Next, there is a disagreement about how the people have defiled the temple by offering lame sacrifices and polluted offerings, but the people respond with, “How have we polluted you?” In a sense they are denying God’s accusations but once again God points out what they have done. This happens over and over. There is a dispute about marriage to foreign wives and divorce which God hates, there is a dispute about justice, tithing, and serving God.

In the end, the people prove to be arrogant in their sin and just as corrupt as they have always been. But now they are accusing God of being in the wrong. They accuse God of not loving them, not accepting their sacrifices, not approving of their unlawful marriages, not being a just God, blessing the wicked but not blessing them. The tide has turned in a way and it is quite shocking to read.

But tucked away in chapter 3 is a promise. God is going to send a messenger who will,

“Prepare the way before Me. And the Lord whom you seek will suddenly come to his temple; and the messenger of the covenant in whom you delight, behold, he is coming says the Lord (Mal 3:1).”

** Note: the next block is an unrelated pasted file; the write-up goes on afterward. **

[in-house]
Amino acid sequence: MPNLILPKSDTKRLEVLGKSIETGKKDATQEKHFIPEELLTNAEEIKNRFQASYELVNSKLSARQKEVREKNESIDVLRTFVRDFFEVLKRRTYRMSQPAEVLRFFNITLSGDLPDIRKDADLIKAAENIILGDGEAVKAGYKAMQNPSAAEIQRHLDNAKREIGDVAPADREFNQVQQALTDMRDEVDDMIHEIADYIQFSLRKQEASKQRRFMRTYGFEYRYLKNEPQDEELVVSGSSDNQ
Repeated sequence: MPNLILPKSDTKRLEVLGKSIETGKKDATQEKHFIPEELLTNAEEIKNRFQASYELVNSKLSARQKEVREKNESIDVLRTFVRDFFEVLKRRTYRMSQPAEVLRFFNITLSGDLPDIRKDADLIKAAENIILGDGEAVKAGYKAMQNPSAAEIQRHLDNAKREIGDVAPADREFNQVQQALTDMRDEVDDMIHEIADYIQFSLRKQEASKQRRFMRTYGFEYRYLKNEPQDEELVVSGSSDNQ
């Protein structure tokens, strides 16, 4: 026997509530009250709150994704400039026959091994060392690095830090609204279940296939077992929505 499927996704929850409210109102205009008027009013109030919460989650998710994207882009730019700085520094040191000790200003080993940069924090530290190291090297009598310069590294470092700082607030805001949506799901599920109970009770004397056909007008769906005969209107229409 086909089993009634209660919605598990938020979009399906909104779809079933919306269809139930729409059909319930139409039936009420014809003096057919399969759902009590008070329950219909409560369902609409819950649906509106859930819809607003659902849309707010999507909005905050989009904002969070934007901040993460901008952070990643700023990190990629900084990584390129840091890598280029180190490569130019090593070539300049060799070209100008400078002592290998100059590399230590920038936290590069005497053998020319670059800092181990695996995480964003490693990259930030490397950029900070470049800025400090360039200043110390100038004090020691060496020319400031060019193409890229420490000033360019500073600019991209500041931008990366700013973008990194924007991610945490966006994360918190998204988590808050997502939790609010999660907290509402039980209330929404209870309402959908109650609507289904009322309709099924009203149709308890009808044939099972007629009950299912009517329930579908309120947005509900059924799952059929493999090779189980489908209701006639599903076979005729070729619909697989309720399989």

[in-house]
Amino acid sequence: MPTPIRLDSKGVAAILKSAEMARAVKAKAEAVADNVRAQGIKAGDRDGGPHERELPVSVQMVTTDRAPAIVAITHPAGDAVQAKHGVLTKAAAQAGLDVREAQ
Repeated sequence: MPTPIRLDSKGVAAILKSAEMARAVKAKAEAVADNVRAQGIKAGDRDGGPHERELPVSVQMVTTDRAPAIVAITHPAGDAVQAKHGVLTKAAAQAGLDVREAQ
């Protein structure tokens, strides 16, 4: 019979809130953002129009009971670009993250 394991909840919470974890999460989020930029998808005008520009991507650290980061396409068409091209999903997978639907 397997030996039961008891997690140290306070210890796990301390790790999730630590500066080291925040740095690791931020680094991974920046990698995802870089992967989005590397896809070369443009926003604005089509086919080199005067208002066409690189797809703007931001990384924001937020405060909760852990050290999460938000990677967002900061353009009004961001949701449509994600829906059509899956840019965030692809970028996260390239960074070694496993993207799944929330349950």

A new messenger is going to come and the Lord Himself will come. When they come they will refine and purify the people like never before. They will usher in judgment like never before. And the question on our minds is how will this messenger make any difference in the hearts of the people. Surely he will fail just like all the rest.

The problem is not with the messengers of God but with the people of God. If this new batch of prophets are going to make any difference at all then God is going to have to do something drastic.

The book ends with this reminder and promise,

Mal 4:4“Remember the law of my servant Moses, the statutes and rules that I commanded him at Horeb for all Israel.